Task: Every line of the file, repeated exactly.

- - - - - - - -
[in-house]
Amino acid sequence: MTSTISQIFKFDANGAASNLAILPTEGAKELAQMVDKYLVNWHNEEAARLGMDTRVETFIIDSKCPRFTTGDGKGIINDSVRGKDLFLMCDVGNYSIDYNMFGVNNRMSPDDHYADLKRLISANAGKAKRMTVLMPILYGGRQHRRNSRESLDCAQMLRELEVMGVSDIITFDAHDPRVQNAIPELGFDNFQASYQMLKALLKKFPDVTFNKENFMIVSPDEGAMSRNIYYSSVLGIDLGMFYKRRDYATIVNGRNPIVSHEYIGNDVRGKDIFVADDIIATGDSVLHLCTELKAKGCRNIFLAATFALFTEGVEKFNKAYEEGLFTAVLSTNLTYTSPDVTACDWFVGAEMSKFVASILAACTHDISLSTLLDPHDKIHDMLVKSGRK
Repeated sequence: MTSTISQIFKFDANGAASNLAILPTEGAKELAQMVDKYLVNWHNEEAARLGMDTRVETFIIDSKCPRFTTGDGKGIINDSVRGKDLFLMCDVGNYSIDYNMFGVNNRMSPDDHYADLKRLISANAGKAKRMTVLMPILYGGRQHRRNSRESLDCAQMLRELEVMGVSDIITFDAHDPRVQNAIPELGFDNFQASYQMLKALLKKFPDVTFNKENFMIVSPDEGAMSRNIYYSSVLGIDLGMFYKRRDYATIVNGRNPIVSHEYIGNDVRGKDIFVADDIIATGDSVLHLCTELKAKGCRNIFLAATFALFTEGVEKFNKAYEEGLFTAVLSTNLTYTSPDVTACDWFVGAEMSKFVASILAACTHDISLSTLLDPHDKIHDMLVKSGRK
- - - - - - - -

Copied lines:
[in-house]
Amino acid sequence: MTSTISQIFKFDANGAASNLAILPTEGAKELAQMVDKYLVNWHNEEAARLGMDTRVETFIIDSKCPRFTTGDGKGIINDSVRGKDLFLMCDVGNYSIDYNMFGVNNRMSPDDHYADLKRLISANAGKAKRMTVLMPILYGGRQHRRNSRESLDCAQMLRELEVMGVSDIITFDAHDPRVQNAIPELGFDNFQASYQMLKALLKKFPDVTFNKENFMIVSPDEGAMSRNIYYSSVLGIDLGMFYKRRDYATIVNGRNPIVSHEYIGNDVRGKDIFVADDIIATGDSVLHLCTELKAKGCRNIFLAATFALFTEGVEKFNKAYEEGLFTAVLSTNLTYTSPDVTACDWFVGAEMSKFVASILAACTHDISLSTLLDPHDKIHDMLVKSGRK
Repeated sequence: MTSTISQIFKFDANGAASNLAILPTEGAKELAQMVDKYLVNWHNEEAARLGMDTRVETFIIDSKCPRFTTGDGKGIINDSVRGKDLFLMCDVGNYSIDYNMFGVNNRMSPDDHYADLKRLISANAGKAKRMTVLMPILYGGRQHRRNSRESLDCAQMLRELEVMGVSDIITFDAHDPRVQNAIPELGFDNFQASYQMLKALLKKFPDVTFNKENFMIVSPDEGAMSRNIYYSSVLGIDLGMFYKRRDYATIVNGRNPIVSHEYIGNDVRGKDIFVADDIIATGDSVLHLCTELKAKGCRNIFLAATFALFTEGVEKFNKAYEEGLFTAVLSTNLTYTSPDVTACDWFVGAEMSKFVASILAACTHDISLSTLLDPHDKIHDMLVKSGRK